Mechanical properties and structure-function trade-offs in secondary xylem of young roots and stems

Lenka Plavcová*, F. Gallenmüller, H. Morris, Mohammad Khatamirad, Steven Jansen, Thomas Speck

*Corresponding author for this work

Research output: Contribution to journalArticlepeer-review

24 Citations (Scopus)
52 Downloads (Pure)


Bending and torsional properties of young roots and stems were measured in nine woody angiosperms. The variation in mechanical parameters was correlated to wood anatomical traits and analysed with respect to the other two competing functions of xylem (namely storage and hydraulics). Compared with stems, roots exhibited five times greater flexibility in bending and two times greater flexibility in torsion. Lower values of structural bending and structural torsional moduli (Estr and Gstr, respectively) of roots compared with stems were associated with the presence of thicker bark and a greater size of xylem cells. Across species, Estr and Gstr were correlated with wood density, which was mainly driven by the wall thickness to lumen area ratio of fibres. Higher fractions of parenchyma did not translate directly into a lower wood density and reduced mechanical stiffness in spite of parenchyma cells having thinner, and in some cases less lignified, cell walls than fibres. The presence of wide, partially non-lignified rays contributed to low values of Estr and Gstr in Clematis vitalba. Overall, our results demonstrate that higher demands for mechanical stability in self-supporting stems put a major constraint on xylem structure, whereas root xylem can be designed with a greater emphasis on both storage and hydraulic functions.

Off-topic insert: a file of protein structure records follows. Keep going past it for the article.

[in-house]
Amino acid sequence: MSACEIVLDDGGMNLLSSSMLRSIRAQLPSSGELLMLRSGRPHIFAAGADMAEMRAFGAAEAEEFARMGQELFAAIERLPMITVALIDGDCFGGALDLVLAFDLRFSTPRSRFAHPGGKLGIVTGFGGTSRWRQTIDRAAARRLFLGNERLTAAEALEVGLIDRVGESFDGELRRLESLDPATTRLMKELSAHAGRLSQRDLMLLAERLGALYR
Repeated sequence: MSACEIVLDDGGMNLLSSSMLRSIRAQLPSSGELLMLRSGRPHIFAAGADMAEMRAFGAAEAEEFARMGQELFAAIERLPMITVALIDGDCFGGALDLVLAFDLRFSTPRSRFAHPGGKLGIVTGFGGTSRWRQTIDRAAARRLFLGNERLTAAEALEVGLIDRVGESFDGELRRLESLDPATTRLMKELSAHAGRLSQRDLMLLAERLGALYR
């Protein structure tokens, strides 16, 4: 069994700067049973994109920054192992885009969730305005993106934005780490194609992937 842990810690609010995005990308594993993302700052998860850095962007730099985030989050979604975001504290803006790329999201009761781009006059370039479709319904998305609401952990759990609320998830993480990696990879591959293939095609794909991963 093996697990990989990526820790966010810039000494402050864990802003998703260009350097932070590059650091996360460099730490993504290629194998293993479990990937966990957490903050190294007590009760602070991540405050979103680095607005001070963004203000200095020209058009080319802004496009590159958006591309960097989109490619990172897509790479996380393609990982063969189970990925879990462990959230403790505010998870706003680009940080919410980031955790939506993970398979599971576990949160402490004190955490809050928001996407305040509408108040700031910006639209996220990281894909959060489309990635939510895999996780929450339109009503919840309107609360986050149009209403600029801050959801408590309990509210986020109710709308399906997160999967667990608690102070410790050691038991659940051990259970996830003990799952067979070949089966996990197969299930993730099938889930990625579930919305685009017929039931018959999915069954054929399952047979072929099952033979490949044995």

Original languageEnglish
Pages (from-to)3679-3691
JournalJournal of Experimental Botany
Issue number14
Publication statusPrint publication - 13 Jul 2019
Externally publishedYes


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